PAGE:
“Her hands were sort of drawn up, like claws almost,” Kerry said. “She had these teeny, tiny little hand braces she had to wear 24/7.”

The temporary shunts were replaced a few years later with permanent ones, which Kayla still has. Around age 10, she was diagnosed with epilepsy.

“(The seizures) are from brain injury and scar tissue,” Kerry said. “They told us they were amazed she made it 10 years before having any. It started slow and got worse, but medication controls them.”

Once Kayla started school, she was able to keep up with her sighted peers, with a few modifications.

“The large print books were hilarious,” Kerry laughed. “She was this tiny little thing, and the books were bigger than she was. We ordered a set for home and one for school, because she couldn’t carry them back and forth.”

Kayla had adaptive devices such as magnifiers available to her, but was often reluctant to use them.

“She never wanted to be treated differently from the other kids. She didn’t want to be different,” Kerry said. “She couldn’t do contact sports, because of her shunts, but she really had no other restrictions.”

Once she got to high school and college, Kayla said she learned to welcome those same adaptive devices she once shunned.

She said the disability office at SEMO was “awesome.”

“I had preferred seating in classes – front row, middle eight seats,” she said. “I had textbooks in electronic format so I could look at them on my computer, and I would have large print materials.”

Staff and faculty went the extra mile to help.

“My favorite professor did her midterm in 18-point font,” Kayla said. “I was super excited when I saw that, because it took away the stress I had in other classes of trying to read the tiny print.”

All the surgeries, the treatments, the years of therapy were worth it, Kerry said, to get Kayla where she is today.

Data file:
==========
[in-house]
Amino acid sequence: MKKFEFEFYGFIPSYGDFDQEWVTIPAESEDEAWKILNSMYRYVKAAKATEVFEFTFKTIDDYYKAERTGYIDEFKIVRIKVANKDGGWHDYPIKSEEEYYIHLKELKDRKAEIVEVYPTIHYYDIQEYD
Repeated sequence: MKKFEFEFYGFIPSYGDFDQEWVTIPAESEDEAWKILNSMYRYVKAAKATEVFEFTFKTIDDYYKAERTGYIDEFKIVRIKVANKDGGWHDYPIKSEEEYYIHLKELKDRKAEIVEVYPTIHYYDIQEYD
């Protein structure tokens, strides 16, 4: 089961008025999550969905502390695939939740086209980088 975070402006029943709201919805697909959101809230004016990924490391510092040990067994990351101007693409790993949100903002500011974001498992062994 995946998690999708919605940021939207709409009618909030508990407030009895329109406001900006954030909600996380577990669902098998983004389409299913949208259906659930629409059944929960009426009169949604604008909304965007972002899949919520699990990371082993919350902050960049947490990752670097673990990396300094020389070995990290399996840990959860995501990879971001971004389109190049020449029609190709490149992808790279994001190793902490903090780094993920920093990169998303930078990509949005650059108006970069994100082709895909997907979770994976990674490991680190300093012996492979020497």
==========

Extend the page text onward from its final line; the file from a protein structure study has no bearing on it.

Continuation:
“She has a little difference in her gait, and she’s probably a little weaker than most people,” Kerry said. “But it doesn’t stop her from doing anything.”

Dramatic difference

As she grew, Kayla’s vision deteriorated gradually until, even with thick glasses, she saw little beyond the end of her arm.

“She has never known anything different,” Kerry said. “She just functioned around it.”

In her early 20s, however, there began to be talk about cataract surgery as something that could be possible.

“I started seeing Dr. Edelstein in 2018, and we just monitored it,” Kayla said. “Then, at one appointment, he said, ‘Well, I think it’s time to do it.’ I was super nervous.”

Her parents were equally apprehensive. “I was so scared at first,” Kerry recalled. “I was thinking to myself, ‘Please, just don’t make it worse.’ I was literally physically sick over it; I was so nervous.”

Edelstein did the surgery under a general anesthetic.

“About 95 percent of these surgeries are done under local anesthetic,” he said. “Because of her age and level of anxiety, we went with the general. Recovery is very quick; the next day she was already seeing better.”

Results were immediate and dramatic.

“Coming home after her first surgery, we were on the highway,” Kerry said. “Kayla looked out the window and said, ‘Mom! I can read that billboard!’ And I almost cried. That was a first for her, being able to see something that far away.”

“Images will be much bigger, brighter than before,” Edelstein said. “She will have some adjustment; she’ll have to get used to reading glasses. She may ultimately prefer to get glasses with a small prescription to use all the time.”

Being able to see has opened up a world of possibilities for Kayla.

“I would definitely recommend the surgery to someone thinking about it,” she said. “I think the benefits outweigh the risks. Don’t let anything stop you from achieving your goals.”

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Elena Johaness